Why are major unis shunning advice?

8 February 2023
| By Rhea Nath |
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A lack of participation by Australia’s largest universities is complicating the pathway for new entrants, according to leading financial advice organisations. 

In a podcast detailing his outlook for 2023, Association of Financial Advisers (AFA) chief executive, Phil Anderson, discussed the new entrants for the industry. 

These were crucial to stem the adviser exodus where adviser numbers had fallen below 16,000 and currently stood at 15,867, according to Wealth Data.

In 2022, there were around 350 new entrants to the adviser market, the majority of whom joined the financial planning sector. 

However, Anderson said a critical issue was attracting young people during their university years, an issue hindered by the lack of participation by Australia’s largest universities such as the University of Sydney, University of Melbourne, University of Adelaide (not currently but was scoped previously), Australian National University, and Monash University.  

Approved degrees in financial planning were only offered by a few universities at undergraduate level such as Queensland University of Technology (QUT), University of Wollongong and Deakin University.

Some major universities such as University of New South Wales (UNSW) and University of Technology Sydney (UTS) offered the subject but only at a Masters or graduate diploma level.

Anderson said: “If you look at what we might describe as the sandstone universities, the bigger name universities, none of them have actually chosen to participate in the [Financial Adviser Standards and Ethics Authority] regime. 

“So we have people coming from Sydney Uni and Melbourne Uni for whom financial advice is not an option unless they go back and do a graduate diploma. 

“The Government is looking at how there can be more flexibility in that and I think that is a really important step.” 

Government regulations of education

Financial Planning Association of Australia (FPA) chief executive, Sarah Abood, was in agreement, noting such discrepancies would prove a hindrance in the growth of the financial advice industry. 

Previously, FASEA used to manage the accreditation process and once dissolved, the responsibilities for approval of financial planning qualifications moved to Treasury.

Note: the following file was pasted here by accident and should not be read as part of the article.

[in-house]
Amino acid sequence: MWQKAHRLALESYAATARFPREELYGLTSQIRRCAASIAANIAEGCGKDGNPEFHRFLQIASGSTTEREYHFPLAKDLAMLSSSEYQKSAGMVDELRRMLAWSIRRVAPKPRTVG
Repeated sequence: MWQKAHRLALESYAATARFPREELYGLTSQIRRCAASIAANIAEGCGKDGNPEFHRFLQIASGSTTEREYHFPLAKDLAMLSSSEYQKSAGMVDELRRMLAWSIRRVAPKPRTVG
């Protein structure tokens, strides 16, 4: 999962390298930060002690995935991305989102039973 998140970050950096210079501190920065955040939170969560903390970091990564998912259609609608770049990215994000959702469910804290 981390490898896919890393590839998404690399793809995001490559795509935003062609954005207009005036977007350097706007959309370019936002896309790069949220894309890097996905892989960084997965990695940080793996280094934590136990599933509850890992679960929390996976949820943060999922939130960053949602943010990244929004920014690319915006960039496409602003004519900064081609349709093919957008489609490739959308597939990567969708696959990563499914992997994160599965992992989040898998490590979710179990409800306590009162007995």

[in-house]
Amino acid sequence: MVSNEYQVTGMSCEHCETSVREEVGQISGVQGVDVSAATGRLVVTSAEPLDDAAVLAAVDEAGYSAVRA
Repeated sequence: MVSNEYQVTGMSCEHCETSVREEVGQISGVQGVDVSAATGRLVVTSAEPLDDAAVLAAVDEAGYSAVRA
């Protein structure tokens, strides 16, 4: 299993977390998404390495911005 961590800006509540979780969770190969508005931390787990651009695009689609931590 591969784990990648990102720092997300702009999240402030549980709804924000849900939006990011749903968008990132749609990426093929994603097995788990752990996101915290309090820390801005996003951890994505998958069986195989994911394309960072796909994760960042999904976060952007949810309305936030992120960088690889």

“Prior to legislation around approved degrees, and FASEA taking on the accreditation process, an education body called the Financial Planning Education Council (FPEC) undertook an industry-led approval process,” Abood said. 

“The education council consists of university representatives and financial planning professionals.

“The universities and the profession (via FPEC), as well as the FPA, have written submissions to the Government recommending that assessments of appropriate financial planning education be returned to the profession and university sector and/or managed by the sector in conjunction with the Government. 

“This would enable the education sector to respond more quickly to changes in education requirements for the profession and the scoping of new courses/education providers in a more streamlined manner.”

Abood added there were concerns around students aiming for a sandstone or Group 8 university, only to then be barred from entering financial advice without further study.

“Under the current education requirement, those students will then need to either start again with another undergraduate or do further post-graduate study via another institution to become a planner, even if they have completed financial planning units as a part of their study,” she told Money Management.

Encouraging demand from students

Alisdair Barr, founder of Striver, an initiative to support students and early career job seekers in financial services through networking and mentorship opportunities, observed that a major issue lay in the lack of demand which would spur universities to provide such education requirements.